Customizing Your Strategy

As I have read materials in developing these short courses, I have become more and more impressed by the importance of each of you developing strong capabilities to customize your strategies to fit whom you are, what you are seeking, and the individuals and organizations whom you are approaching and speaking with as you seek internships and employment. We will discuss three major sources of differences that it is critically important you anticipate and become adept in handling:

Choosing advice on how to do it: There is an immense variety of advice out there, in books and on web sites and from individuals, on how to most effectively seek positions and obtain employment. While there is much in common in the advice offered, there is also considerable variation amongst the approaches recommended. It is critically important that you look for approaches that you find to be comfortable and work for you and in the contexts you are using them.

Preparing for how to do it: Without exception all advice emphasises the immense importance of preparation in developing and implementing your search strategy. However, what kind of preparation is relevant and the specifics of your preparation can vary immensely between opportunities and individuals. You therefore have to prepare for each opportunity specifically and over time create a range of strategies relevant to you and your planning career path.

Adapting how you do it on the fly: The challenge is made all the greater for you in that, even with good preparation, you will very likely not know key things about the individuals with whom you will talk and their organizations, before meeting with them. You have to be prepared to learn quickly and adapt your approach as interviews unfold.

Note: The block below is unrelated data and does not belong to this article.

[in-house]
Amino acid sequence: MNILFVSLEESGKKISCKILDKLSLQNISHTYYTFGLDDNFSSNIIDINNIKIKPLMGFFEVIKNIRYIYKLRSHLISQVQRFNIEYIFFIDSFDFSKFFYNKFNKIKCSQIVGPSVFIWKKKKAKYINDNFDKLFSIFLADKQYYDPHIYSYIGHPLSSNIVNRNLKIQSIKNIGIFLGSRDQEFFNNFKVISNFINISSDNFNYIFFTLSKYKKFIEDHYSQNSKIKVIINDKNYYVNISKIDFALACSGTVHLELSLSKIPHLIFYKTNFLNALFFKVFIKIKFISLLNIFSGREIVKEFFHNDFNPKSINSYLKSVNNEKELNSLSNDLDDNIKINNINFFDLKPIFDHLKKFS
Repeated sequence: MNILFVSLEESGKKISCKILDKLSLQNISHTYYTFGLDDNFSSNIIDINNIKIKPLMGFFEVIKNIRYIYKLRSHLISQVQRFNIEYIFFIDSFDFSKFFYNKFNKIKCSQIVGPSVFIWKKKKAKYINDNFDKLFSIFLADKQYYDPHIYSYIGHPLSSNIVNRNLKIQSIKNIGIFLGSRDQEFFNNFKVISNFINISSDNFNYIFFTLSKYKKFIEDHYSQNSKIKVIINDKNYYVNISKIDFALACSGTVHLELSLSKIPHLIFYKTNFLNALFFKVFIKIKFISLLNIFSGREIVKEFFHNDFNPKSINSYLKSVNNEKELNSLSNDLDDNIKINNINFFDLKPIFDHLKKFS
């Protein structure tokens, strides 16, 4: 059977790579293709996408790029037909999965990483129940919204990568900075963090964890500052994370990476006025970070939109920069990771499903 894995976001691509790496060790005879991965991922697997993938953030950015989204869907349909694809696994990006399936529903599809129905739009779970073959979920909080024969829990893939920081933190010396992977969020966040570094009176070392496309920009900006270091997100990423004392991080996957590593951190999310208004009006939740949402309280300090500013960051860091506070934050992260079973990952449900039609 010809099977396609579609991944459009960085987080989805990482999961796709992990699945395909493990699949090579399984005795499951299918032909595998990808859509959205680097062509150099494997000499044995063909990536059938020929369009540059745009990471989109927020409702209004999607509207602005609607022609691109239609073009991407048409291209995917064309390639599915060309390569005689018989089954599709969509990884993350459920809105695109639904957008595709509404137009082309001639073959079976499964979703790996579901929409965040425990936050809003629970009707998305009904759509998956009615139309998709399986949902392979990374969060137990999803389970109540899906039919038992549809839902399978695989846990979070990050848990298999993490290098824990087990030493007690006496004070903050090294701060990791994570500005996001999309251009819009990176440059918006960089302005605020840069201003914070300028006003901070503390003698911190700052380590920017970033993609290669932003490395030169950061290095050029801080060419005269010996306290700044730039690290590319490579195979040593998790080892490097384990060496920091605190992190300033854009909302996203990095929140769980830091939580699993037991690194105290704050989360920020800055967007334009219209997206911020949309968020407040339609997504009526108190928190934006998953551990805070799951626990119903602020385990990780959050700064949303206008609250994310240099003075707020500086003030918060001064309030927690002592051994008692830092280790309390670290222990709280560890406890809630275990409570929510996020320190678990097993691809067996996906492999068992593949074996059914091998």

In the courses we will explore the nature of these three challenges and ways for you to meet them.

Interview Practice

All advice stresses that to be successful in getting the position you desire you have to first secure an interview and then you have to persuade the interviewers that you are the best person for the job. In the courses we can do a lot to help improve the odds on you being successful in securing an interview. We can also do much to help you know what you need to do to give an impressive interview in different types of interview formats and situations. We can also explore how you can best practice for interviews and can start doing this outside of the class sessions and beyond the course. There will not be enough time in the class sessions for you to do any more than get started on the critical task of honing your interview skills through practice, practice and practice.